This is what she says, whispers, more or less. I can't remember exactly, because I had no way of writing it down. I've filled it out for her as much as I can: we didn't have much time so she just gave the outlines. [...] I've tried to make it sound as much like her as I can. It's a way of keeping her alive. (38.37)

The narrator explains why she tells this part of Moira's story in Moira's voice, rather than in the third person, as she told others' stories earlier in the book. She says this is "a way of keeping [Moira] alive" and of helping her imagine Moira is with her again.

Here is what I'd like to tell. I'd like to tell a story about how Moira escaped, for good this time. Or if I couldn't tell that, I'd like to say she blew up Jezebel's, with fifty Commanders inside it. I'd like her to end with something daring and spectacular, some outrage, something that would befit her. But as far as I know that didn't happen. I don't know how she ended, or even if she did, because I never saw her again. (38.69)

The narrator is using imagination as wish fulfillment here. As she tells her audience this story, she invents "something daring and spectacular" that "befit[s]" her best friend. Then, sadly, she has to return to the more prosaic reality: she doesn't know what happened to Moira, and neither do we.

I wish this story were different. I wish it were more civilized. I wish it showed me in a better light [...] I wish it had more shape. I wish it were about love [...] (41.1)

In contrast to the moments in the text when the narrator seems unreliable, here she reinforces her reliability by stating what the story isn't and lamenting what it is. She treats it as a real fact that can't be altered—in contrast to moments where she calls it a "reconstruction" (23.57). Because she does so, it seems like she doesn't have the power to change it.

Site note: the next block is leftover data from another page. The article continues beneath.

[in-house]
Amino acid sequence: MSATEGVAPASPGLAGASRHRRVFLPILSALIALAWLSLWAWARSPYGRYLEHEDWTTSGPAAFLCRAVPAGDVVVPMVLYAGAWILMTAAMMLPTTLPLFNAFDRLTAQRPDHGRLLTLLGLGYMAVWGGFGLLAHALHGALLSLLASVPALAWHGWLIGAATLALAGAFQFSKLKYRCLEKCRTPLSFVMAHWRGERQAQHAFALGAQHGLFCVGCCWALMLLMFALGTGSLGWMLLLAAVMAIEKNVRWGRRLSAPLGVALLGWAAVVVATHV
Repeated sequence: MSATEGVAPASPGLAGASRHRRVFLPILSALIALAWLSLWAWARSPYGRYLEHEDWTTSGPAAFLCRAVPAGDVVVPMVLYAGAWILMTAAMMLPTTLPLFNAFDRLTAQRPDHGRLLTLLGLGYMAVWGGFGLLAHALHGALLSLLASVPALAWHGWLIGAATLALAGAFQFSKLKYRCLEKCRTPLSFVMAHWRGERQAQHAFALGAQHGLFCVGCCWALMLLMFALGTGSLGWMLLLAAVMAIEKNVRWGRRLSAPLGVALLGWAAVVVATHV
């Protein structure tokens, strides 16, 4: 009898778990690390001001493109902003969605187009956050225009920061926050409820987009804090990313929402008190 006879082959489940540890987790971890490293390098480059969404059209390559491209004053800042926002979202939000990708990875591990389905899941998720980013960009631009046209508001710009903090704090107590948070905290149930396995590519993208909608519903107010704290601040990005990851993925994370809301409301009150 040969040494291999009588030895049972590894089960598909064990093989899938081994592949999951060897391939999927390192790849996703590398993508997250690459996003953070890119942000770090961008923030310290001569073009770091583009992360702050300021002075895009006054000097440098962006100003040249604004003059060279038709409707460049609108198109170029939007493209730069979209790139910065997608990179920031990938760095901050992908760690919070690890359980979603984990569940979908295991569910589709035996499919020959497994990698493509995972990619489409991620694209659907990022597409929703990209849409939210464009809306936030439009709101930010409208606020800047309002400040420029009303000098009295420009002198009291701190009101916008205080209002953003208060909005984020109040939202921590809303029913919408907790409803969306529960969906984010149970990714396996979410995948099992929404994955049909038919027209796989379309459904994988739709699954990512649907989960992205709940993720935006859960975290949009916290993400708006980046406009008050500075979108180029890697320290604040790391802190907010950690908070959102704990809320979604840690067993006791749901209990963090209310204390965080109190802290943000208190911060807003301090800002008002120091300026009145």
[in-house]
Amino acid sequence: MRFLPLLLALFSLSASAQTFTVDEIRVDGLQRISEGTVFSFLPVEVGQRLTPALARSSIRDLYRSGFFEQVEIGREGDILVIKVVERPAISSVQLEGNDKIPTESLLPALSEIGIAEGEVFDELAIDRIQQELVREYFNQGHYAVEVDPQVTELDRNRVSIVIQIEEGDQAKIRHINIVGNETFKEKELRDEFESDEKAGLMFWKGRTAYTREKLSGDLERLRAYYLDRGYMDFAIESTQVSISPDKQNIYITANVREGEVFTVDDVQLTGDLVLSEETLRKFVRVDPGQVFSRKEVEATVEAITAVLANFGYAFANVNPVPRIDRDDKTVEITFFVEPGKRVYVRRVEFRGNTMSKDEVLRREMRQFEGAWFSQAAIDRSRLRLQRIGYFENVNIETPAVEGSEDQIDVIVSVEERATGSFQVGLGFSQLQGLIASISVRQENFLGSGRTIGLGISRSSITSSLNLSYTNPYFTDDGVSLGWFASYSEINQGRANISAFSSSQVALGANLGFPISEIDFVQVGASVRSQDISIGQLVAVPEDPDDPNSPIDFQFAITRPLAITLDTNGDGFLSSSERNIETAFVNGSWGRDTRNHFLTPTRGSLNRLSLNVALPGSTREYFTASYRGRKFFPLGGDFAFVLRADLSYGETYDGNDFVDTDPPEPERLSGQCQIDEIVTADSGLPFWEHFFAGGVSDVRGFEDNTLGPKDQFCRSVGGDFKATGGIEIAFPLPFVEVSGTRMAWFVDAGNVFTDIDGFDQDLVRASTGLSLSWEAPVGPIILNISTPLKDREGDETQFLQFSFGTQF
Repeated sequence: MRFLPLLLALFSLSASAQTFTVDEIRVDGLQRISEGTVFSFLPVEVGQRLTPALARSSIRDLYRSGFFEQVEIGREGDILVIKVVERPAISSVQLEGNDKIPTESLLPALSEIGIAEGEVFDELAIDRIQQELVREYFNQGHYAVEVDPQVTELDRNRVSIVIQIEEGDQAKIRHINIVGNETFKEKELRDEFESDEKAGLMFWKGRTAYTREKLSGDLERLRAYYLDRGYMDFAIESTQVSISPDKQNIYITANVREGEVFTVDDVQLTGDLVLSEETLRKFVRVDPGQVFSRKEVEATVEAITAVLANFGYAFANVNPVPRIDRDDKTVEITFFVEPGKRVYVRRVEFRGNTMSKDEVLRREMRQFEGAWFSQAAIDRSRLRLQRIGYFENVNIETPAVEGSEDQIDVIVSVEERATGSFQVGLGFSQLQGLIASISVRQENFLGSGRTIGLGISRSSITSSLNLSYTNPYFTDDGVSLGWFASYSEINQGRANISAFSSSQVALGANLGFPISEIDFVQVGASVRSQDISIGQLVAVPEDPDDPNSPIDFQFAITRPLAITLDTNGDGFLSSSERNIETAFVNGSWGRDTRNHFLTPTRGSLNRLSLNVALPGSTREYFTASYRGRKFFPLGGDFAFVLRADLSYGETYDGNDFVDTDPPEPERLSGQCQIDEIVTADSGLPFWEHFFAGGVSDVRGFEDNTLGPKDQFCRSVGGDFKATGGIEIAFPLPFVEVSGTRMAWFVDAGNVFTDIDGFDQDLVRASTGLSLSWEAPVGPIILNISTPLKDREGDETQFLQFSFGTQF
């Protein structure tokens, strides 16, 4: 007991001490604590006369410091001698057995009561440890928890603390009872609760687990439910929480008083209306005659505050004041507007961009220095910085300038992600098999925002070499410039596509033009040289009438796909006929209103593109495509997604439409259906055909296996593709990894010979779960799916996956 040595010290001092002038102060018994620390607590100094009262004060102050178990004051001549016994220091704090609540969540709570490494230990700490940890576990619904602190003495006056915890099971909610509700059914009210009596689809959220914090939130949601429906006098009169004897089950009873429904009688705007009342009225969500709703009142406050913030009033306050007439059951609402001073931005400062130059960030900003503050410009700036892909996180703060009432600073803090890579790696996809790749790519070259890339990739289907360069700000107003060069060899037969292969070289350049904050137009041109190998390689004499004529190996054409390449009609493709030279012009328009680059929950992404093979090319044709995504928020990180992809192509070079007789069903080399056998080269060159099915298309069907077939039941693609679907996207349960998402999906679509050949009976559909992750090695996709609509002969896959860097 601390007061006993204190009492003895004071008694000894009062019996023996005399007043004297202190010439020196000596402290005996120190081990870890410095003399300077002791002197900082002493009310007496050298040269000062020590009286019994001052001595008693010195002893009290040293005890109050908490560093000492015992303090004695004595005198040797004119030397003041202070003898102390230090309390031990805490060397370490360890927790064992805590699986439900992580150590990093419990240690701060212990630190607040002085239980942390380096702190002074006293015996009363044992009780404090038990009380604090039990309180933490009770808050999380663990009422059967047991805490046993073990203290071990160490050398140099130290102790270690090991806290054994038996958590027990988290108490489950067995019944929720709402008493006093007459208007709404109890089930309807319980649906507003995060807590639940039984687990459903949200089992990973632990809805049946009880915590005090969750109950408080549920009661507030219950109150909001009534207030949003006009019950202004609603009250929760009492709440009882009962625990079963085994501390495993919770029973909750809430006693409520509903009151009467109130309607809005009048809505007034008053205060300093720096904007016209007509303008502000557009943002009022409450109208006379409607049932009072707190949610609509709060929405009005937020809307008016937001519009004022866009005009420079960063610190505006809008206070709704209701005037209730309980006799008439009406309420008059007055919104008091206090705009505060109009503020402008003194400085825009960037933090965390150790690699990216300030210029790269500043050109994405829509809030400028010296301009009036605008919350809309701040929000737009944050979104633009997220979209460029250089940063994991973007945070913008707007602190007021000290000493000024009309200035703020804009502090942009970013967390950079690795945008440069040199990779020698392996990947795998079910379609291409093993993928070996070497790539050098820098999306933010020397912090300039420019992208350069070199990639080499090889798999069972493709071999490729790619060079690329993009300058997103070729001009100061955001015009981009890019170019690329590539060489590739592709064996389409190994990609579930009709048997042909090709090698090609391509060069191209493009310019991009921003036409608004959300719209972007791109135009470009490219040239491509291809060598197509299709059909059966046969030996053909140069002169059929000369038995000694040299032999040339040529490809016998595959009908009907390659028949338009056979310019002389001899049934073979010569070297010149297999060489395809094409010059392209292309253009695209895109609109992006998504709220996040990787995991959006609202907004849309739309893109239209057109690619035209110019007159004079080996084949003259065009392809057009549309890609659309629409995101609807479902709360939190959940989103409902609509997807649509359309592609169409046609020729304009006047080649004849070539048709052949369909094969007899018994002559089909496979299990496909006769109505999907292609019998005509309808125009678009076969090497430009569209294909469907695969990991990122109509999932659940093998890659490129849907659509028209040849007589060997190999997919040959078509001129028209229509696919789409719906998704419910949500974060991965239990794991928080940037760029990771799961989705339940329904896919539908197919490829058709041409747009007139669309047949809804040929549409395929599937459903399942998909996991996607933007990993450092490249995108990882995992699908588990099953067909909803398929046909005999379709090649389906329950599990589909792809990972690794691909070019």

I've only been to one of these before, two years ago. Women's Salvagings are not frequent. There is less need for them. These days we are so well behaved.

I don't want to be telling this story. (42.6-7)

Even though the narrator doesn't "want to be telling this story," she is. Why? Why is this such an essential element of the story that's unfolding? Maybe this episode is like medicine, included for our own good. Maybe it's included because it's such an essential part of what comes after. Maybe the narrator doesn't want to talk about it because of her fear that she might be Salvaged one day.

I have seen the kicking feet and the two in black who now seize hold of them and drag downward with all their weight. I don't want to see it anymore. I look at the grass instead. I describe the rope. (42.27)

Even though the executions aren't something the narrator "want[s] to see [...] anymore," she still includes them in her story by describing a previous one. It's as though even though she doesn't want to watch what happens, she can't escape it. She still has to go to the Salvaging, and because she has to go, we have to read about it too.